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Skyglow Launch Speech by Donna Mazza

Published 2nd November, 2020 in News
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Welcome to the ECU South West campus library and the celebration of our Arts alumnus, Leslie Thiele’s new collection of short stories, Skyglow.

Leslie studied here for six years or so and graduated from our Bachelor of Arts course in 2018. I am very privileged to have this long involvement with her work and with her, of course!

As you can see from this volume in our hands, Leslie is a very accomplished woman but she wouldn’t tell you that.  She would humble herself and tell you how she has a long way to go and everyone else did the work. This isn’t true (but don’t tell her that I told you this). In fact Leslie has written these stories herself and that’s why her name is on the cover of the book.

As a student, Leslie was shortlisted for the South West Prize of the Margaret River short story competition and published in their annual collection in 2014 with ‘Catching Trains to Frankston’ which was published in The Trouble with Flying and Other Stories.

Then she was shortlisted for the South West Prize of the Margaret River short story competition and published in their annual collection in 2015 with ‘The Gingerbread Man’ which was published in Lost Boy and Other Stories.

Then she was shortlisted for the South West Prize of the Margaret River short story competition and published in their annual collection in 2016 with ‘The Boat’ which was published in Shibboleth and Other Stories.

And she eventually won the South West Prize in 2017 with ‘Harbour Lights’, which was published in Joiner Bay and Other Stories.

Since she graduated in 2018, Leslie’s storyThe Slaughterman’ was included in the collection In This Desert, There Were Seeds’ in 2019.

Leslie has a great narrative range and the work in Skyglow includes all five of her previously published stories, which demonstrate her mastery of realism, historical and speculative fiction.

Some are stories generated from her life experiences – her time living on a station in the North-West, her perceptive ear and her wry observation of people. Leslie has a great capacity for unknotting complex emotional states and exposing the fractures in relationships and society.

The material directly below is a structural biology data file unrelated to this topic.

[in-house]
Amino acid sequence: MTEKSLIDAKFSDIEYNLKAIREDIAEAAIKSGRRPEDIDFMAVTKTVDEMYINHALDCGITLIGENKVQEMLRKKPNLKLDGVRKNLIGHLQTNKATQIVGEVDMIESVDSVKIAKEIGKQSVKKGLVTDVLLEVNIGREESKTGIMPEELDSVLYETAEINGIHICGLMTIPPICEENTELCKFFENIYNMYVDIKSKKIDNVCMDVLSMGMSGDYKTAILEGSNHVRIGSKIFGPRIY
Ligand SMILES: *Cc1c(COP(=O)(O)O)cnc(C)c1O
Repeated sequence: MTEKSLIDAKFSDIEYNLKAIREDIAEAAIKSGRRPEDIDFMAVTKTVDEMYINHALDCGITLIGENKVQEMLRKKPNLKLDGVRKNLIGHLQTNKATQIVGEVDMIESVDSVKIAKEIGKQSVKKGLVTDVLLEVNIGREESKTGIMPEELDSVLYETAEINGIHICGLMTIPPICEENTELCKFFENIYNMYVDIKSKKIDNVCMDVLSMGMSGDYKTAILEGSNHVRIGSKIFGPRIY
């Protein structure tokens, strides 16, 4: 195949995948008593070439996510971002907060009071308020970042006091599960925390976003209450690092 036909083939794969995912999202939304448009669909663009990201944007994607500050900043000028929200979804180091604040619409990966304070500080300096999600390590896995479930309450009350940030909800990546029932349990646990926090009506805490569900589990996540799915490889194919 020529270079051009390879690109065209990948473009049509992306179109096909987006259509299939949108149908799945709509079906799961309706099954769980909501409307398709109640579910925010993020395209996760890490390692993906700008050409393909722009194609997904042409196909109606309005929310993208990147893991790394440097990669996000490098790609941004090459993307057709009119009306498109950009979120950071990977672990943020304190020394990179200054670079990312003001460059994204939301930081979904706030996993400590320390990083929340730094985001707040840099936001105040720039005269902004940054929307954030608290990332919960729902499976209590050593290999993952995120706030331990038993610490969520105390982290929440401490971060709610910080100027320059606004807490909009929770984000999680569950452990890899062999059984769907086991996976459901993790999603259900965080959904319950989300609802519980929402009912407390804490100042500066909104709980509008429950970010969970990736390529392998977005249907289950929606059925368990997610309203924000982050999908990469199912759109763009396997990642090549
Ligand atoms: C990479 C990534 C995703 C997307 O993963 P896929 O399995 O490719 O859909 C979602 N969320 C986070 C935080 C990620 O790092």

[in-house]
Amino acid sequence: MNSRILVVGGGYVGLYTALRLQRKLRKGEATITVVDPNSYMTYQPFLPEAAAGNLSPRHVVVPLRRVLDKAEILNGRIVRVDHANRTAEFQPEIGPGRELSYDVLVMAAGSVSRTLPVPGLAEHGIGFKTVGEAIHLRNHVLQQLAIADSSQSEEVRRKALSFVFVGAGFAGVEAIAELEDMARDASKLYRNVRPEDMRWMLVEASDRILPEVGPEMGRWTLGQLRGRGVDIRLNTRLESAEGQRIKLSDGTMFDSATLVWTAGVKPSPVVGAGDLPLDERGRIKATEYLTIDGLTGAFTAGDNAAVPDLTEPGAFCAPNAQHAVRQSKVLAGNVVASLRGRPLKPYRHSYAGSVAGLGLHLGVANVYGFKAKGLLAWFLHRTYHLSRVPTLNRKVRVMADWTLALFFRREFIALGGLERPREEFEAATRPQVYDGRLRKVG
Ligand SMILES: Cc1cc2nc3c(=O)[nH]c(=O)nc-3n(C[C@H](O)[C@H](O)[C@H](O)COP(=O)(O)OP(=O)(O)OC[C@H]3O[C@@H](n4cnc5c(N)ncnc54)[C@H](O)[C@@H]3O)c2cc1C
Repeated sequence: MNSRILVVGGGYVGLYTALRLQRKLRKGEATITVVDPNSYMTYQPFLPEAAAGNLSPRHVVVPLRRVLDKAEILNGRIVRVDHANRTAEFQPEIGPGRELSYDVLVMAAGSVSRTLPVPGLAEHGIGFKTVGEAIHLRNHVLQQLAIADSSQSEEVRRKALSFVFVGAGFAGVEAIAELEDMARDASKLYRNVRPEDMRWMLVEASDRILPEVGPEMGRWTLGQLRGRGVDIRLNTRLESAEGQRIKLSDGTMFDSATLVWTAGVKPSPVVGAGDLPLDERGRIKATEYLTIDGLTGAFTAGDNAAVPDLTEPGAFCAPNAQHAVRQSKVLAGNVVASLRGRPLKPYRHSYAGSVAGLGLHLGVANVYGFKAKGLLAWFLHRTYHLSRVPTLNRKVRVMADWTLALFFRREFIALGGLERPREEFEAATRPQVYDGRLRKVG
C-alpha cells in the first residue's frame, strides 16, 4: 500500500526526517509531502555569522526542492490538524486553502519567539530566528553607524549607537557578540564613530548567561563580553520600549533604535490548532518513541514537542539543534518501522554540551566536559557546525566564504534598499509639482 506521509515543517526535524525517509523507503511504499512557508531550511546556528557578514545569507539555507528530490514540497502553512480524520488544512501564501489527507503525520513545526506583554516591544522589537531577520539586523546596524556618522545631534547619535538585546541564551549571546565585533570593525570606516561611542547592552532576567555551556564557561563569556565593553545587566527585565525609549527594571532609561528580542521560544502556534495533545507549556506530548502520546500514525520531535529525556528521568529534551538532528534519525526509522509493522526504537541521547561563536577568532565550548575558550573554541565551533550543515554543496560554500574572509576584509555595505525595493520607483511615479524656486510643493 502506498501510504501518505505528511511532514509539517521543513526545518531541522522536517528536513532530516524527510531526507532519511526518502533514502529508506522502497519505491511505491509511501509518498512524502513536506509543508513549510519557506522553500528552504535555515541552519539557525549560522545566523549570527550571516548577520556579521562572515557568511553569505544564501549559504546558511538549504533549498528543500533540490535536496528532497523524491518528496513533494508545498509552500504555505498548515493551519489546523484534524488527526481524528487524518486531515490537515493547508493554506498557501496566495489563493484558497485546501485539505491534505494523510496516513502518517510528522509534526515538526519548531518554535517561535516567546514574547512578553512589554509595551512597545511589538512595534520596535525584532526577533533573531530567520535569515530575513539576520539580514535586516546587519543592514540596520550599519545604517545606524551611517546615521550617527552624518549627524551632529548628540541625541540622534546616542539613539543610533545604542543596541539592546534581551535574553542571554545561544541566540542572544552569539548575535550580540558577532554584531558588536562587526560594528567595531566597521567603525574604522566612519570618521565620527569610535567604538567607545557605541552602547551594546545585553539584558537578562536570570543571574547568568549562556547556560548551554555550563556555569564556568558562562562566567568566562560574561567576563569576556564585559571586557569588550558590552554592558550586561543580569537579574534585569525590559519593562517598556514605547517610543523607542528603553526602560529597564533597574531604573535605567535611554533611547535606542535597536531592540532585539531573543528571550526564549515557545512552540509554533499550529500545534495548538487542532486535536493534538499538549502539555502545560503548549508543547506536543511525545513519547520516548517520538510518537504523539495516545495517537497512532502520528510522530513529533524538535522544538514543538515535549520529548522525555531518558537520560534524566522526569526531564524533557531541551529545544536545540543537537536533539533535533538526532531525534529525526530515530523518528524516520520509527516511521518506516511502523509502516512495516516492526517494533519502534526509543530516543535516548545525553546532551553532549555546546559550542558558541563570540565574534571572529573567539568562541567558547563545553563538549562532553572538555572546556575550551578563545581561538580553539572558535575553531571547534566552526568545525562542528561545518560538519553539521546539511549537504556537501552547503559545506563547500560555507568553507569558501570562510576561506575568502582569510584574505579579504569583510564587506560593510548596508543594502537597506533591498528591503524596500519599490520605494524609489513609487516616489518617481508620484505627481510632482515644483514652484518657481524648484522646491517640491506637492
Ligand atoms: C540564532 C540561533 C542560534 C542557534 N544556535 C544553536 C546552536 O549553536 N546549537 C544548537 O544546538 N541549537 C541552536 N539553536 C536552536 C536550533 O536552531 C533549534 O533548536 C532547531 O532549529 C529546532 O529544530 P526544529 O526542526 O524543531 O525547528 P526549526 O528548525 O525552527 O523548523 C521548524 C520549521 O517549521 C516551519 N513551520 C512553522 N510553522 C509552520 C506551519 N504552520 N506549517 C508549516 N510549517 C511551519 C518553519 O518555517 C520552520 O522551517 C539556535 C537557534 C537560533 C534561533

These are not lightweight stories and they aren’t afraid to take on the patriarchy, which gets the waggly finger from Leslie in ‘Magpie Season’, one of my favourite stories in Skyglow. This one digging deep into the silent tensions between a retired couple just seethes with barely held aggression.

Reckoning with the patriarchy is also the subject of her award-winning story ‘Harbour Lights’, in which a victim of sexual assault finally speaks out against her assailant. This very moving story withstood scrutiny from my Creative Writing class last year, and was such a well-crafted and finely tuned work of short fiction that I ventured to tell my class it was perfect because it’s setting, characters and symbols are so deftly woven together.

I interviewed Leslie at the writers festival in Margaret River when she won the Margaret River Short Story Competition’s South West Writers prize for ‘Harbour Lights’  and I thought it was a high point to be sitting on the stage interviewing one of my students about her work. I smiled most of the day, while Leslie was busy spying Kerry O’Brien in the green room, which I think was her high point. Today, launching Leslie’s collection, is another high point.

Many of these stories are set in regional areas of Western Australia. You can feel it in the wind, the grasses and the subtle details of the farmhouses and backyards. Leslie’s Kimberley is just as vivid as her South West and testament to the richness of her life and connection to place.

Some are stories generated by flights of imagination reminiscent of Margaret Atwood, with the terrible futuristic tale of ‘The Slaughterman’; its brutal ending gives a visceral shock to the reader. A draft of this story was part of an assessment for a unit I was teaching and the uncomfortable horror of its ending was really memorable as one of the best speculative pieces produced here… and there are lots of speculative works produced here. It’s no surprise this work has been published twice!

Several body parts are severed in these stories and Leslie isn’t shy of confronting these experiences or those of old age, addiction and colonial history.

It might seem that a solo collection of stories would all be quite similar, but what marks this collection is the amazing diversity of voices that emerge from the pages. Each story is a precious and individually wrapped delight.

What holds these stories together as a collection is the deep compassion the reader can hear behind the words; the tenderness with which Leslie approaches her characters and the weighing up of emotion: of blame and guilt, of grief and letting go. Her observation and sensitivity is deeply touching.

You might cry when you read them… I have cried hearing Leslie read her work in class as a student, so what she can do now, with a couple of years of polishing and professionalising her work, might be quite shattering. You will also laugh at her wry observations of human nature.

It’s so essential to a community to tell its own stories and I’m very grateful to Margaret River Press for their support of South West writers over the past decade or so. Thank you for enabling Leslie’s work to reach its audience.

Thank you, Leslie, for sharing the journey with me and with our arts community here at ECU South West. I hope Skyglow lights up many readers’ lives.

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